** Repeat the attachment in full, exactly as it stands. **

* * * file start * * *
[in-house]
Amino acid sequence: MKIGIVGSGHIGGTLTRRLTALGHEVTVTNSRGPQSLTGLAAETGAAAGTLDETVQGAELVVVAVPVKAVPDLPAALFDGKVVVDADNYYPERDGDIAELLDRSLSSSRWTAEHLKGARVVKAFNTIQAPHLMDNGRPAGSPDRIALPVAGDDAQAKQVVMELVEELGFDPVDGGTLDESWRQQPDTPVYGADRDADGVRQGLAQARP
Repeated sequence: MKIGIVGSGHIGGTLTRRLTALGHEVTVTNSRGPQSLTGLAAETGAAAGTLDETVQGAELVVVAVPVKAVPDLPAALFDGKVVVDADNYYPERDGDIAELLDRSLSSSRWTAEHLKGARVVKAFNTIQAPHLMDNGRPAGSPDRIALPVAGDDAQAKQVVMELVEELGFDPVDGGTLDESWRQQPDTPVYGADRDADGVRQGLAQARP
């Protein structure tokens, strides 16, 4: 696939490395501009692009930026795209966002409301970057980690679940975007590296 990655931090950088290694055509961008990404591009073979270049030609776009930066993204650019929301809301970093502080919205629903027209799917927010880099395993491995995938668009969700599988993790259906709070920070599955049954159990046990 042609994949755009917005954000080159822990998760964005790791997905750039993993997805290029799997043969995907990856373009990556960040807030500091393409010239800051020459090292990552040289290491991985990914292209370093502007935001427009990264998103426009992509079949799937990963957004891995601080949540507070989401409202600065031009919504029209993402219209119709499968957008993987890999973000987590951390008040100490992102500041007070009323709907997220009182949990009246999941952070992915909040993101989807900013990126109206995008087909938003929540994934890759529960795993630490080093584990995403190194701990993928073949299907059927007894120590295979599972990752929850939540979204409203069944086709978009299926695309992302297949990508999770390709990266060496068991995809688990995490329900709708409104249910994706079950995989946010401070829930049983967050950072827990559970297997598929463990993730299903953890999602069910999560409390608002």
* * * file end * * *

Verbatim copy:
[in-house]
Amino acid sequence: MKIGIVGSGHIGGTLTRRLTALGHEVTVTNSRGPQSLTGLAAETGAAAGTLDETVQGAELVVVAVPVKAVPDLPAALFDGKVVVDADNYYPERDGDIAELLDRSLSSSRWTAEHLKGARVVKAFNTIQAPHLMDNGRPAGSPDRIALPVAGDDAQAKQVVMELVEELGFDPVDGGTLDESWRQQPDTPVYGADRDADGVRQGLAQARP
Repeated sequence: MKIGIVGSGHIGGTLTRRLTALGHEVTVTNSRGPQSLTGLAAETGAAAGTLDETVQGAELVVVAVPVKAVPDLPAALFDGKVVVDADNYYPERDGDIAELLDRSLSSSRWTAEHLKGARVVKAFNTIQAPHLMDNGRPAGSPDRIALPVAGDDAQAKQVVMELVEELGFDPVDGGTLDESWRQQPDTPVYGADRDADGVRQGLAQARP
């Protein structure tokens, strides 16, 4: 696939490395501009692009930026795209966002409301970057980690679940975007590296 990655931090950088290694055509961008990404591009073979270049030609776009930066993204650019929301809301970093502080919205629903027209799917927010880099395993491995995938668009969700599988993790259906709070920070599955049954159990046990 042609994949755009917005954000080159822990998760964005790791997905750039993993997805290029799997043969995907990856373009990556960040807030500091393409010239800051020459090292990552040289290491991985990914292209370093502007935001427009990264998103426009992509079949799937990963957004891995601080949540507070989401409202600065031009919504029209993402219209119709499968957008993987890999973000987590951390008040100490992102500041007070009323709907997220009182949990009246999941952070992915909040993101989807900013990126109206995008087909938003929540994934890759529960795993630490080093584990995403190194701990993928073949299907059927007894120590295979599972990752929850939540979204409203069944086709978009299926695309992302297949990508999770390709990266060496068991995809688990995490329900709708409104249910994706079950995989946010401070829930049983967050950072827990559970297997598929463990993730299903953890999602069910999560409390608002």